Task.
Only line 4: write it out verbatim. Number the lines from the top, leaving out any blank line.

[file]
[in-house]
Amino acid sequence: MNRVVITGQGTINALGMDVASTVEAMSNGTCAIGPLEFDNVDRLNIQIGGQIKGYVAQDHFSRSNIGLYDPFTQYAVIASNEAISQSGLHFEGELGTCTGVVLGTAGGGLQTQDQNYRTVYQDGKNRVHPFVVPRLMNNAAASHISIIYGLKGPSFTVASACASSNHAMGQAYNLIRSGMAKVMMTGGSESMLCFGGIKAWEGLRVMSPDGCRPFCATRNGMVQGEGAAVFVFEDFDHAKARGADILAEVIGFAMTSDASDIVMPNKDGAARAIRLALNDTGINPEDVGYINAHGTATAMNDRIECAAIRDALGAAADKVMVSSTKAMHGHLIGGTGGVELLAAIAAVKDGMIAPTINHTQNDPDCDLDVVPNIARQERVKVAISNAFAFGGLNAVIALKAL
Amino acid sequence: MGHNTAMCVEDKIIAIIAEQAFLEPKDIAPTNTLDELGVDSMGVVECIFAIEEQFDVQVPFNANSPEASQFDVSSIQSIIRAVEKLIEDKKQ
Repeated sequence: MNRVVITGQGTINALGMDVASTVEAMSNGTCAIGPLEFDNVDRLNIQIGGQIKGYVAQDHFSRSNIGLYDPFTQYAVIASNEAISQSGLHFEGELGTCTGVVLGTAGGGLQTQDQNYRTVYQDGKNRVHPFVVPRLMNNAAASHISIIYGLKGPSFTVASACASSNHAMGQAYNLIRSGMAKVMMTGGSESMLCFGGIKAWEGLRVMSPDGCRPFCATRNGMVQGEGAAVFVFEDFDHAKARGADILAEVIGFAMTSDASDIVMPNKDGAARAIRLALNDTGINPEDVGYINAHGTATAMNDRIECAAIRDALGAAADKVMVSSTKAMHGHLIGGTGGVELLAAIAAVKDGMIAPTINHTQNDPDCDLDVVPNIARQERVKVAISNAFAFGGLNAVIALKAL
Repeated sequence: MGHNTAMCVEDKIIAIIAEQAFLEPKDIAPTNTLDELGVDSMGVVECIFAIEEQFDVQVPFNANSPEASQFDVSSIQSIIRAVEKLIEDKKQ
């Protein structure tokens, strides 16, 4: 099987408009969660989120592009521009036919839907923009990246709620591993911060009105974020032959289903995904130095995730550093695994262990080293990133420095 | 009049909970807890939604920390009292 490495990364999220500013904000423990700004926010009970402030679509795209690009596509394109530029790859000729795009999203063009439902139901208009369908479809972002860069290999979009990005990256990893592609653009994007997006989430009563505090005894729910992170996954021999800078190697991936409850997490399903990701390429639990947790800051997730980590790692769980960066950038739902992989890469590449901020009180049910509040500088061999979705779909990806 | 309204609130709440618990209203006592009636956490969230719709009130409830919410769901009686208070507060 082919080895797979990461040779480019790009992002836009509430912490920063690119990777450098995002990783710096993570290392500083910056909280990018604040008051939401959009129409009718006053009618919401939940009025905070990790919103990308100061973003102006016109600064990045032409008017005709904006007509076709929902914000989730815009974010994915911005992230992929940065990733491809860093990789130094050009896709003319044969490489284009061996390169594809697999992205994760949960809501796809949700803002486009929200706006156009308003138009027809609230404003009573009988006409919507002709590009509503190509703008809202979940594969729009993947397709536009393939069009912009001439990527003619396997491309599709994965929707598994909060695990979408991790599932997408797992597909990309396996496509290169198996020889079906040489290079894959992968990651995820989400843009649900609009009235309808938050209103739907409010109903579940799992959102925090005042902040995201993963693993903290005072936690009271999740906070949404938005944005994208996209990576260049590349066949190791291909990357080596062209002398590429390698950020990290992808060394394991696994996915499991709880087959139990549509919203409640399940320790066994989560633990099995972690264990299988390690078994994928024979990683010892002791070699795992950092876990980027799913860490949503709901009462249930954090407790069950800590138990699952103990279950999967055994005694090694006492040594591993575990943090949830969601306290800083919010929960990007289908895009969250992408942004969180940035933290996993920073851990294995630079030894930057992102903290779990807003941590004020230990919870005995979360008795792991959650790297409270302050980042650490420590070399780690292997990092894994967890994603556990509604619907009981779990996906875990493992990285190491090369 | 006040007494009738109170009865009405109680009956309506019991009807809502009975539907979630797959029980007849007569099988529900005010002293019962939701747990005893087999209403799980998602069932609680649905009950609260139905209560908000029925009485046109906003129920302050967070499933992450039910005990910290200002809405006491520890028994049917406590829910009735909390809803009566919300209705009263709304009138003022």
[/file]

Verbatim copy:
Repeated sequence: MNRVVITGQGTINALGMDVASTVEAMSNGTCAIGPLEFDNVDRLNIQIGGQIKGYVAQDHFSRSNIGLYDPFTQYAVIASNEAISQSGLHFEGELGTCTGVVLGTAGGGLQTQDQNYRTVYQDGKNRVHPFVVPRLMNNAAASHISIIYGLKGPSFTVASACASSNHAMGQAYNLIRSGMAKVMMTGGSESMLCFGGIKAWEGLRVMSPDGCRPFCATRNGMVQGEGAAVFVFEDFDHAKARGADILAEVIGFAMTSDASDIVMPNKDGAARAIRLALNDTGINPEDVGYINAHGTATAMNDRIECAAIRDALGAAADKVMVSSTKAMHGHLIGGTGGVELLAAIAAVKDGMIAPTINHTQNDPDCDLDVVPNIARQERVKVAISNAFAFGGLNAVIALKAL